Radio might be one of the oldest media channels around, but with over three million New Zealanders still tuning into the airwaves on a weekly basis, it continues to have a strong hold on the attention of today’s listeners. We chat to TRB general manager Peter Richardson about why radio is still grooving despite all the changes in media.
The Spinoff editor Duncan Greive recently referred to radio as being "a kind of Godless media Ibiza where every citizen is oily and suspiciously tanned and pulling a funny face despite being 108 years old". Why despite everything impacting the media does the channels still have such a strong listenership?
The simple answer is content, content and content. Listeners have strong connections to the radio brands and personalities. The personalities have evolved into the social media space and so offer more opportunities for interaction with their listeners. This has driven greater connectivity and loyalty.
What role does TRB play in 2017? How has that evolved from what it was previously?
TRB plays the same role it always has done – a one-stop shop of radio experts providing impartial radio plans and solutions that maximise the effectiveness of radio. The only change is that agencies have the option to engage with each of the networks’ sales teams. TRB’s role as industry marketer has taken a hiatus over the last couple of years, but watch this space.
The radio industry still seems very competitive. Every time the survey result are released, the commercial networks really seem to for at each other. Is the competition good or bad for the industry? Isn't collaboration a necessary part of the game these days?
Competition between the networks is healthy and essential for a strong industry. However, occasionally the rivalry can obscure the overall picture which is a vibrant medium attracting more and more listeners. The competitive nature of the two networks drives each other to produce even better engaging content.
There's a perception that TRB usually only works with smaller, direct clients? Is this fair? Or do you commercial activities extend well beyond that?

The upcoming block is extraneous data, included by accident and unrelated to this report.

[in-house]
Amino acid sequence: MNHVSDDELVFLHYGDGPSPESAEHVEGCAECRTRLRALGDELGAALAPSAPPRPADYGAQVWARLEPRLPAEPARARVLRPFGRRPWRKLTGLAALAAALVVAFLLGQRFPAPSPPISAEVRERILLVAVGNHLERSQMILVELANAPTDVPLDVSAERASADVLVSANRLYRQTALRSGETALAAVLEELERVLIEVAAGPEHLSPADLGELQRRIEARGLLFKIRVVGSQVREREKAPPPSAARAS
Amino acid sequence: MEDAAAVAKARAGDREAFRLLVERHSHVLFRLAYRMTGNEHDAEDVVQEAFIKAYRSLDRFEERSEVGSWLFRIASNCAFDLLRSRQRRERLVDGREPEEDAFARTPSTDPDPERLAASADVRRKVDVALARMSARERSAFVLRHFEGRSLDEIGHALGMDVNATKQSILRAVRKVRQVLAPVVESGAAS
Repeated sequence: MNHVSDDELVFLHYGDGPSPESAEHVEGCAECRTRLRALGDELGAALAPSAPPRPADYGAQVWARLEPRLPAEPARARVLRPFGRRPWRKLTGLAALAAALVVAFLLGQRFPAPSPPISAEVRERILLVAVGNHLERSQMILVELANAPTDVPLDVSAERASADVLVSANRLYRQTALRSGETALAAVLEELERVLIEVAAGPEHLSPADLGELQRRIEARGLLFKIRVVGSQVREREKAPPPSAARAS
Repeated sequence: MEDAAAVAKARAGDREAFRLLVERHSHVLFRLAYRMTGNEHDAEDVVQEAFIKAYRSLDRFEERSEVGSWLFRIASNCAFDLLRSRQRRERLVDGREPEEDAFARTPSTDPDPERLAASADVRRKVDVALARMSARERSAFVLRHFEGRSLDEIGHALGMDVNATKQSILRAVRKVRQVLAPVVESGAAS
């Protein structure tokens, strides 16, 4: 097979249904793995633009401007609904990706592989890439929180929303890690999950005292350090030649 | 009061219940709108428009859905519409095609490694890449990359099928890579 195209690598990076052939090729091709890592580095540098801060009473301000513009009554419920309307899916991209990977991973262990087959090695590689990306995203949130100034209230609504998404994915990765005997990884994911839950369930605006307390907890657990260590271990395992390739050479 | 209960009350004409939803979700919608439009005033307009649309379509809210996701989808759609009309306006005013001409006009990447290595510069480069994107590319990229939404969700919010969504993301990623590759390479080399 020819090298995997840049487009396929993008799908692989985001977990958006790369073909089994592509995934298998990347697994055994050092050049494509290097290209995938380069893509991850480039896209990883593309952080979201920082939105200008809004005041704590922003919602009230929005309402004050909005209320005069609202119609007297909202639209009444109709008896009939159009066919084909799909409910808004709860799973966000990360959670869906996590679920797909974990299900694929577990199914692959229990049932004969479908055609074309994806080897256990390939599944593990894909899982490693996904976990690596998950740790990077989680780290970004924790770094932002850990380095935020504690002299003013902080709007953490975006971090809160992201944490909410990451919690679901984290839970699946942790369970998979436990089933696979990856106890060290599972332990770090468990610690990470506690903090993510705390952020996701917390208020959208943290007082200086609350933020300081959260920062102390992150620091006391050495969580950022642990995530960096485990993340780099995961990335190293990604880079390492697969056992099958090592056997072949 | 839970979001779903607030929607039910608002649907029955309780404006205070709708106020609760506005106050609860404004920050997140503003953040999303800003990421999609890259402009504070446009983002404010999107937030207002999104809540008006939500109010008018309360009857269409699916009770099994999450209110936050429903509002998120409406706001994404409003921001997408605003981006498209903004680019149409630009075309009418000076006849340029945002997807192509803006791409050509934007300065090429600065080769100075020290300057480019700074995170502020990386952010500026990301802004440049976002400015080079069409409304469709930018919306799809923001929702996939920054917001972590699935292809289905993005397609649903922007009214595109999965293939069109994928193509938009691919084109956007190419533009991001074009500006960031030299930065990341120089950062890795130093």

That’s an interesting perception and one that couldn’t be further from the reality. TRB’s key clients are advertising agencies and their clients including Foodstuffs, The Warehouse Group, Farmers and Spark. Our role is to work with agencies to develop impartial radio solutions for their clients. In our most successful partnerships, we are the agencies’ radio planning arm.
Do you have some examples of brands/agencies that you've helped to make good radio advertising decisions?
TRB collaborated with MBM to create an overarching radio strategy for VTNZ in 2016. The strategy has been successful, evidenced by its continuation this year. TRB also worked with Panasonic to combine sponsorship of Olympic activity with integrated content, by giving away a TV whenever NZ won gold – possibly a few more TVs than they bargained for. These are just a couple of examples of what the team does every day – identifying opportunities and events to leverage campaigns by using appropriate content on the most suitable radio station.
TRB has gone through some significant restructuring over the past few years. Have you now settled on a final team?
Undoubtedly, 2015 was a turbulent year for TRB but 2016 saw stability, the re-establishment of the team and strong revenue growth. This year we are building on that foundation and looking to add resource, particularly in the marketing area.
With some many digital listening options available, why should brands still consider using radio as a channel to grow their brands?
Because, despite what people’s perceptions are, the evidence shows that over 79 percent of Kiwis listen to commercial radio each week – no digital listening format can match that. We constantly get told how the younger demographics don’t listen to radio, but the latest GfK survey reported an 8 percent increase in the number of 20- to 29-year-olds tuning in.
What are some of the most successful brands that you've seen built on radio advertising in recent years?
The Warehouse has been a strong supporter of radio for many years. We plan various layers of radio activity, in consultation with their agency, to support the various categories, primarily product and price. This activity is then enhanced by the use of promotions and integrated offerings to boost major events, most recently Mother’s Day. The Warehouse are also enthusiastic supporters of Christmas charity promotions across several radio stations and are a key provider of prizes and giveaways to the less fortunate across the festive season.
What is TRB doing in the digital space? Digital revenue for radio remains very small? So what role can TRB play in the increasing digital revenue for the industry?
Digital provides the opportunity to cost- effectively enhance a radio campaign with a visual component. Additionally, each network has a digital platform – iHeart and Rova – and these form part of virtually every plan.
How big of a threat are the likes of Pandora and Spotify, especially given that they are offering targeted advertising solutions?
The numbers on Spotify and Pandora are not in the same ballpark as radio listenership. Once subscribers are taken out, the numbers that are hearing ads are very low. Yes, they can target very specifically, but the plethora of radio brands allow targeting to a larger market. Radio can also offer, via iHeart, even tighter targeted solutions.
Contact: Peter Richardson general manager, The Radio Bureau PeterR@trb.co.nz
This story is part of a content partnership with The Radio Bureau.